Breast biopsy under conscious sedation
The following case will emphasize conscious sedation and its potential complications.
· general pre-operative evaluation
· sedative agents
· respiratory depression: detection, management
· mask ventilation
· laryngeal mask airway
· reversal of sedation.
The patient, a 40-year-old and otherwise healthy woman, comes for breast biopsy.
This procedure is usually performed in two stages: first a radiologist places a nee-dle percutaneously into the lump. Next, the patient reports to the operating room for removal of the lump, pathologic confirmation of the margins, and perhaps a larger procedure depending on the circumstances.
History: She has no chronic medical problems but recently detected a lump in her right breast. Needle localization was performed in radiology this morning and she now presents to the operating suite for lumpectomy.
This healthy patient requires very little additional anesthetic work-up. We ask about the following:
(i) a brief review of systems, including gastro-esophageal reflux disease (negative)
(ii) past surgical procedures (none)
(iii) family history of anesthetic problems (none)
(iv) current medications, including over-the-counter herbal remedies (none)
(v) allergies, including latex (none)
(vi) habits including smoking, alcohol and drugs (none)
(vii) physical examination, including airway:
Nervous white woman in no acute distress; weight 60 kg; height 5 4 (165 cm) BP120/80 mmHg; HR 80 beats/min; respiratory rate 12 breaths/min
Airway: Mallampati I, 4 fingerbreadth(fb) mouth opening, 4 fb thyromental distance,
full neck extension
CV: S1, S2 no murmur
Respiratory: Lungs clear to auscultation
Dressing with needle in right breast.
pre-operative laboratories and studies (none are indicated) This healthy patient would be classified as ASA 1.
Anesthetic preparation: We discuss the risks/benefits of the various anesthetic options. She selects i.v. sedation and we administer an anxiolytic (midazolam (Versed®) 2 mg i.v.).
The surgeon will inject a local anesthetic, blunting the majority of the pain from the procedure, while the anesthesiologist is present to observe and reassure the patient, administer additional anxiolytics or opioids, and treat any hemodynamic instability. Most patients prefer not to be awake and aware during such a pro-cedure. Anesthetic options include (i) conscious sedation, in which the patient remains arousable and in control of her own airway, but free from anxiety and generally unaware of the procedure, and (ii) general anesthesia in which the air-way must be managed by mask, laryngeal mask airway or endotracheal tube. After we explain the risks to the patient, she selects i.v. sedation.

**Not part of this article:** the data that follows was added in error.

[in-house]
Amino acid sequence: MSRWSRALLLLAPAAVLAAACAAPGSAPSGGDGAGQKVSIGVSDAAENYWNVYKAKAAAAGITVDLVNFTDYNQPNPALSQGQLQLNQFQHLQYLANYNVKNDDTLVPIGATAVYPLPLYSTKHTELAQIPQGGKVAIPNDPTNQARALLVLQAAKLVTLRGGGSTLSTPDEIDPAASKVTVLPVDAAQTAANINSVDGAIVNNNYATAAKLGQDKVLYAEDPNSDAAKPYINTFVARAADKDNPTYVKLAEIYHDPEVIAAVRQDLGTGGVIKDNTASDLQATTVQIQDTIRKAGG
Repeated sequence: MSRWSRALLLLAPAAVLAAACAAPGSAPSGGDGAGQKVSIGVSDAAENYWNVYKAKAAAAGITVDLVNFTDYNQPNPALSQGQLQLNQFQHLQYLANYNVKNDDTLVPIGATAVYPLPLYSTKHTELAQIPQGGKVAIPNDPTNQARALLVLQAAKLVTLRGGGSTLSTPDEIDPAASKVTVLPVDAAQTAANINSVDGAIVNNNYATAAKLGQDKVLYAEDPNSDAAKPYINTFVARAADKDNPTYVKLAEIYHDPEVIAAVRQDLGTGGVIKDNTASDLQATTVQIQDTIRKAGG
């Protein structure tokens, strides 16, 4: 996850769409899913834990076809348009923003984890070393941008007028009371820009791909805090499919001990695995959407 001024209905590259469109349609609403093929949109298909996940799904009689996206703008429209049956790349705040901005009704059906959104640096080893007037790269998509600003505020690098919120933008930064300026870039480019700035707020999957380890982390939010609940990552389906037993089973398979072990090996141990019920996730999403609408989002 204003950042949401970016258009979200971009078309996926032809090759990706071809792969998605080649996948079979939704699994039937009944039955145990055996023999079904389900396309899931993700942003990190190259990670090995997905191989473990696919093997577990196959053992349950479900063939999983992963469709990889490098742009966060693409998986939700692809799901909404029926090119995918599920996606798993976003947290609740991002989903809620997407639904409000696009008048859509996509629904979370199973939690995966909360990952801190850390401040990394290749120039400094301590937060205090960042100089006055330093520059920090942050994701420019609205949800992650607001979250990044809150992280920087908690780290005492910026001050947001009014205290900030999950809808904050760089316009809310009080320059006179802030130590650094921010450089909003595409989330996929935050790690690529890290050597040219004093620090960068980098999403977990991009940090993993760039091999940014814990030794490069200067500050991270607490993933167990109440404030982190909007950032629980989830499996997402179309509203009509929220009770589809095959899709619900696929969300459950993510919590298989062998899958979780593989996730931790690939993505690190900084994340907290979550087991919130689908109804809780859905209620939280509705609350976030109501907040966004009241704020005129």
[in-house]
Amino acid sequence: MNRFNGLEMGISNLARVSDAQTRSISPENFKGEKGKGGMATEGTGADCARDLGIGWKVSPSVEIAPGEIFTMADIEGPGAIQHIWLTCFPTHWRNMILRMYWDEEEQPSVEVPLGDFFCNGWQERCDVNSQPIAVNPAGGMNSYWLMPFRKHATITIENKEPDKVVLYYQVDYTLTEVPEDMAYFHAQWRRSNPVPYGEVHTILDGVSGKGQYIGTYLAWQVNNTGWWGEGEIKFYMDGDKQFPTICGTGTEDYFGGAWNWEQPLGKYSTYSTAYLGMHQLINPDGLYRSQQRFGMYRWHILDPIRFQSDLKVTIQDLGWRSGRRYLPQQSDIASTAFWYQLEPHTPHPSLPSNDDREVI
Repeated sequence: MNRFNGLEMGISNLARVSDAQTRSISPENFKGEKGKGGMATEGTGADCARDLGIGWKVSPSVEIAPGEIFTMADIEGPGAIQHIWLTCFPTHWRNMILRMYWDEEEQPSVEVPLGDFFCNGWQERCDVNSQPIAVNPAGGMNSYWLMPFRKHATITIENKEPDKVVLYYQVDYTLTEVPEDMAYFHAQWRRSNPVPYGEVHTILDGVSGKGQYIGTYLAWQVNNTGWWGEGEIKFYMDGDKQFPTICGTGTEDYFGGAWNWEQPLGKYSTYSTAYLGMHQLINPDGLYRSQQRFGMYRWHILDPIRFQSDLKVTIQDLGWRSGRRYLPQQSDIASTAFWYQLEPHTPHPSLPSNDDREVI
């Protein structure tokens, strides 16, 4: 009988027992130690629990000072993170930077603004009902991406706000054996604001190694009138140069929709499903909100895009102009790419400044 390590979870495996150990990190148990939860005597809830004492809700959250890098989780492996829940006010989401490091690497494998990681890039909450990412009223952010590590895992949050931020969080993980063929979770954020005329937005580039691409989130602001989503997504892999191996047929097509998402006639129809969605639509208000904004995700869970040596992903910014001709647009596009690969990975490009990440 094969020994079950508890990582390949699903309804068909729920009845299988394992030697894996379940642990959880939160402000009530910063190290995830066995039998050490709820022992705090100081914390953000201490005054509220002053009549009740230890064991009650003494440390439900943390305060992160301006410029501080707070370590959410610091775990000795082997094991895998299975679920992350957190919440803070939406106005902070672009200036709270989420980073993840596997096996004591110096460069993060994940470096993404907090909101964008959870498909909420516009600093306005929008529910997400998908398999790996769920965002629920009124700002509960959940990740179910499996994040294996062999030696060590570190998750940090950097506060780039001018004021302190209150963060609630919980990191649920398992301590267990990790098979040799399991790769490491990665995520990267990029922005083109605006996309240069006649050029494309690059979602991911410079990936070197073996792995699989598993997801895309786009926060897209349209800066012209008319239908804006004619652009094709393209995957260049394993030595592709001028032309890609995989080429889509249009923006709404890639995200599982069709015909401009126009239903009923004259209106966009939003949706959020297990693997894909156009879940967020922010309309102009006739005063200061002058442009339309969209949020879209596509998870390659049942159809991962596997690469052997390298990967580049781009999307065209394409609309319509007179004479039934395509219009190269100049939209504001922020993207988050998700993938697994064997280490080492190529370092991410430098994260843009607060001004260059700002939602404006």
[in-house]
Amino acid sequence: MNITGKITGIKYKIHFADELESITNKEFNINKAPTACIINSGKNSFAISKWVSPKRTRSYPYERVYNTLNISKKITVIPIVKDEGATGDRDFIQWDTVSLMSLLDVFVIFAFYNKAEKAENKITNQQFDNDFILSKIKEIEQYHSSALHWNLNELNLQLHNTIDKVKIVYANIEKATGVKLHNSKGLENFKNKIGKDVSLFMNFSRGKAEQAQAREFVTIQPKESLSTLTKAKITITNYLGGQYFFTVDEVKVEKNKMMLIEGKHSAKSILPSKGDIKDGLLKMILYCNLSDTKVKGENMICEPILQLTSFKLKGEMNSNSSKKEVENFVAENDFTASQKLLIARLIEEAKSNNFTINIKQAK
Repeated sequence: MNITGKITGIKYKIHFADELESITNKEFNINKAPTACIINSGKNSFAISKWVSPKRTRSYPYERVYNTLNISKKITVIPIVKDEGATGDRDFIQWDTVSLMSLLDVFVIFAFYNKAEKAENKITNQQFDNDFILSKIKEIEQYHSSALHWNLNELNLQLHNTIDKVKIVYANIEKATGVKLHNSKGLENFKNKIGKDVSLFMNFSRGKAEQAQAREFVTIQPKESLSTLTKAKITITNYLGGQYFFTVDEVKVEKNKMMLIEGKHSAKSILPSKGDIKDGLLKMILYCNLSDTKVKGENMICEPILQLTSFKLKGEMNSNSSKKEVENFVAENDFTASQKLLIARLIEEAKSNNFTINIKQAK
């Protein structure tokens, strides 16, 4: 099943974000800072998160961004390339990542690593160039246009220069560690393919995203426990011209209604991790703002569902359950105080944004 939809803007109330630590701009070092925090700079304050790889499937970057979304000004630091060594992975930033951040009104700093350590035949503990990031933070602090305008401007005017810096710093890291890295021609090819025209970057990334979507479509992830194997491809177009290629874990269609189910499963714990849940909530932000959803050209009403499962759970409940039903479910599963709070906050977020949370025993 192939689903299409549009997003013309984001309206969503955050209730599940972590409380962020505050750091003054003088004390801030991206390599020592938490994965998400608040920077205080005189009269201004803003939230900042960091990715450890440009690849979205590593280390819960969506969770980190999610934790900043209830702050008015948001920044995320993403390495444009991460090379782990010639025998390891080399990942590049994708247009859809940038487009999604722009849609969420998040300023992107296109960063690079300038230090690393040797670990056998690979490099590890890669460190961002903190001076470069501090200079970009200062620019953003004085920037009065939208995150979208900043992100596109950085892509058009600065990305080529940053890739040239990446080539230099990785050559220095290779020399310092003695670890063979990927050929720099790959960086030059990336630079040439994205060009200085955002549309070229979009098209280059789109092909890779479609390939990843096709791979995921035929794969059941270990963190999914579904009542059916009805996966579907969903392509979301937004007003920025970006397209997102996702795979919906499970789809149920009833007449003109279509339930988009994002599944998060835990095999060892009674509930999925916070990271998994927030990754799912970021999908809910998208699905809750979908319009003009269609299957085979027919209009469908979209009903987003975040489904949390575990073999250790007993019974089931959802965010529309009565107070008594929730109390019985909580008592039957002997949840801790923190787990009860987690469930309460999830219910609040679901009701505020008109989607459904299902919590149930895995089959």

Establishment of sedation: Once in the operating room, we apply standard monitors (non-invasive blood pressure, ECG, pulse oximetry), taking care to avoid the right arm for blood pressure cuff application in case axillary node dissection becomes necessary. Following a 50 mg bolus of propofol, we start an infusion at 50–80 mcg/kg/min. The patient’s saturation declines to 95% so oxygen via nasal cannula is applied at 4L/min and the saturation rapidly returns to 100%.
In order to obtain a therapeutic blood level rapidly, we give an initial bolus of propofol and follow it with a continuous infusion to maintain the level of seda-tion. When the patient is sufficiently drowsy, positioning, prepping and draping can commence. While it should not be necessary, everyone in the room must be reminded the patient is “awake.” This includes a sign on the door for those entering later. Unfortunately, the decorum of the OR is not routinely suitable for the awake patient. As in any workplace, discussions may depart from the task at hand, causing concern for a patient who is aware, and might recall irrelevant or objectionable talk.